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When you hear music, do you see colors? Maybe this question doesn’t make sense to you. But a subset of the population has something called synesthesia, and experiences their senses very differently from most people. Where you hear a melody, synesthetes might also see color. Maybe they touch a rock and also experience it as an odor. It’s surprisingly common. And studies of synesthesia can help explain how the brain and sensory system work.

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As described by researchers Vilayanur S. Ramachandram and Edward M. Hubbard in Scientific American Mind, synesthesia’s existence has been known since the late nineteenth century, but has received very little study. It causes no harm (although some synesthetes report difficulty driving while listening to music), so the urgency was lacking. Plus, for years people assumed that synthesia was a hallucination, an invention, or the result of drugs. It is only since the late 1990s that synesthesia studies got serious. Synesthesia is experienced many different ways, further complicating study. As much as 1% of the population may be synesthetes, and perhaps unsurprisingly they are heavily concentrated in creative fields such as art or music.

Why does it happen? The geography of the brain offers clues. Since synesthesia seems a bit like two senses mixing together, scientists began to suspect that in synesthetes different sensory parts of the brain were in contact that aren’t for most people. For example, the part of the brain where hearing is processed is near to the area where color signals are received; synesthetes may have some cross connection there. In another common form of synesthesia, people associate different numbers with specific colors; both numbers and colors are processed in the fusiform gyrus (among other) portions of the brain.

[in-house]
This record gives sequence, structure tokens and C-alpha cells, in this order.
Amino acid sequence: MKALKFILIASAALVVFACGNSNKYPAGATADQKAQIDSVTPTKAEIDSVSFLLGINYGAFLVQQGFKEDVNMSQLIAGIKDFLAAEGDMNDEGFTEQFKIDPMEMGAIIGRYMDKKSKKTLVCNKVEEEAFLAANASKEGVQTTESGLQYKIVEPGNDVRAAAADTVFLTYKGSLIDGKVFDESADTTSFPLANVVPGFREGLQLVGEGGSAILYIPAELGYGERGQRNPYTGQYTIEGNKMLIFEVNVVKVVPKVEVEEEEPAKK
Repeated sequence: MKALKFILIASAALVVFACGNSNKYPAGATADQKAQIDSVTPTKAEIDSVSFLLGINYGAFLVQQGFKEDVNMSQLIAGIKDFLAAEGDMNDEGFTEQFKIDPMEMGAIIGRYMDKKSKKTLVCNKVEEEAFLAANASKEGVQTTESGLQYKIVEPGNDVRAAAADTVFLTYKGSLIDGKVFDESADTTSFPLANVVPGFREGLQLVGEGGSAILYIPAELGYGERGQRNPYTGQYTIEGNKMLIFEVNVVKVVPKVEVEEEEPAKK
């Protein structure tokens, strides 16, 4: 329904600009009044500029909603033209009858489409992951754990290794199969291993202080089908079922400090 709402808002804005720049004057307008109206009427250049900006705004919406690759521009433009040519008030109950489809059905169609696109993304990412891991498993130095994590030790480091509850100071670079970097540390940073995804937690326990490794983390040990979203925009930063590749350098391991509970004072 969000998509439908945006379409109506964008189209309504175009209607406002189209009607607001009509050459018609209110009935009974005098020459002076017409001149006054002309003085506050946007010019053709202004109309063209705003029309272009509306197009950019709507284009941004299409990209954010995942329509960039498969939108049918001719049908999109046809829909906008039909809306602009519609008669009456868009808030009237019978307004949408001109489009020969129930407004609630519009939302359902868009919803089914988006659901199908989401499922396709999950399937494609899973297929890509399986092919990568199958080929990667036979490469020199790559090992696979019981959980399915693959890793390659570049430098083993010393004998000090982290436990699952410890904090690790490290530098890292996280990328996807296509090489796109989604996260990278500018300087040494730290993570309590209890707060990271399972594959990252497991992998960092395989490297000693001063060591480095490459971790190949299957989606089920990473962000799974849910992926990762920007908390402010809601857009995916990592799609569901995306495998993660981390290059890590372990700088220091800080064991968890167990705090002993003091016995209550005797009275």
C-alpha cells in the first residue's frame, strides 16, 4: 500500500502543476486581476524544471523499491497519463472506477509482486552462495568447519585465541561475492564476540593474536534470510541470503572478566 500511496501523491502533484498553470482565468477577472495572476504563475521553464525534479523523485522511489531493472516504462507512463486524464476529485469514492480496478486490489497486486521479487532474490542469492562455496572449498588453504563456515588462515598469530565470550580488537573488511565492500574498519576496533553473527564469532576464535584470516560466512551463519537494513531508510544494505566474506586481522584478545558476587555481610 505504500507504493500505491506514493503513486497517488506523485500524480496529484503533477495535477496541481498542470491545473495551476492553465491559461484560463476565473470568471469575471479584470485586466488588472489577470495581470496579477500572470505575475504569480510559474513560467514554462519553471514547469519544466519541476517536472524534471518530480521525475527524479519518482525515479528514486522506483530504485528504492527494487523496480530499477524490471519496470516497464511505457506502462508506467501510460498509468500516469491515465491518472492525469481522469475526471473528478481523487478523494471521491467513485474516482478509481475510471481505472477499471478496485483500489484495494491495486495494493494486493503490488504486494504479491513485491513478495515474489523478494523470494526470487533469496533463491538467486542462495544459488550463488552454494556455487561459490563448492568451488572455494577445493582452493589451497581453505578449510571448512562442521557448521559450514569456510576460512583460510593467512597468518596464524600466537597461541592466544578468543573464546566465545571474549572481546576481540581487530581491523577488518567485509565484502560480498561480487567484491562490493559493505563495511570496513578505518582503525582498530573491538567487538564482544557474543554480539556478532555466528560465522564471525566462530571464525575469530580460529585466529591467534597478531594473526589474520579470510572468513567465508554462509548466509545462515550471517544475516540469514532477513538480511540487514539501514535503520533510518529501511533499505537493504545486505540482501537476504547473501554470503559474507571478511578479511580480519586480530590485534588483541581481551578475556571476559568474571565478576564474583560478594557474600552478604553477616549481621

A physical connection between different brain areas is possible, but it’s more likely that specific portions of the brain are activated by chemical signals from other areas. The exact nature of the connections is still unclear. They are almost certainly in the brain, however. There was at least one case of a colorblind individual whose retina could not receive color but who nevertheless perceived numbers as certain hues. Since he was physically incapable of seeing color, the relevant activity had to occur in the brain.

Synesthesia runs in families, so there may also be a hereditary component. From an evolutionary perspective, there is no reason for it not to persist in the population since it does no harm. Teachers and others should be aware of the condition, however, so they don’t dismiss synesthetes’ descriptions of the world. And some researchers even speculate that the conditions which lead to synesthesia may be a window into how abstract thought developed from disparate senses.


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Scientific American Mind, Vol. 16, No. 3 (2005), pp. 16-23
Scientific American, a division of Nature America, Inc.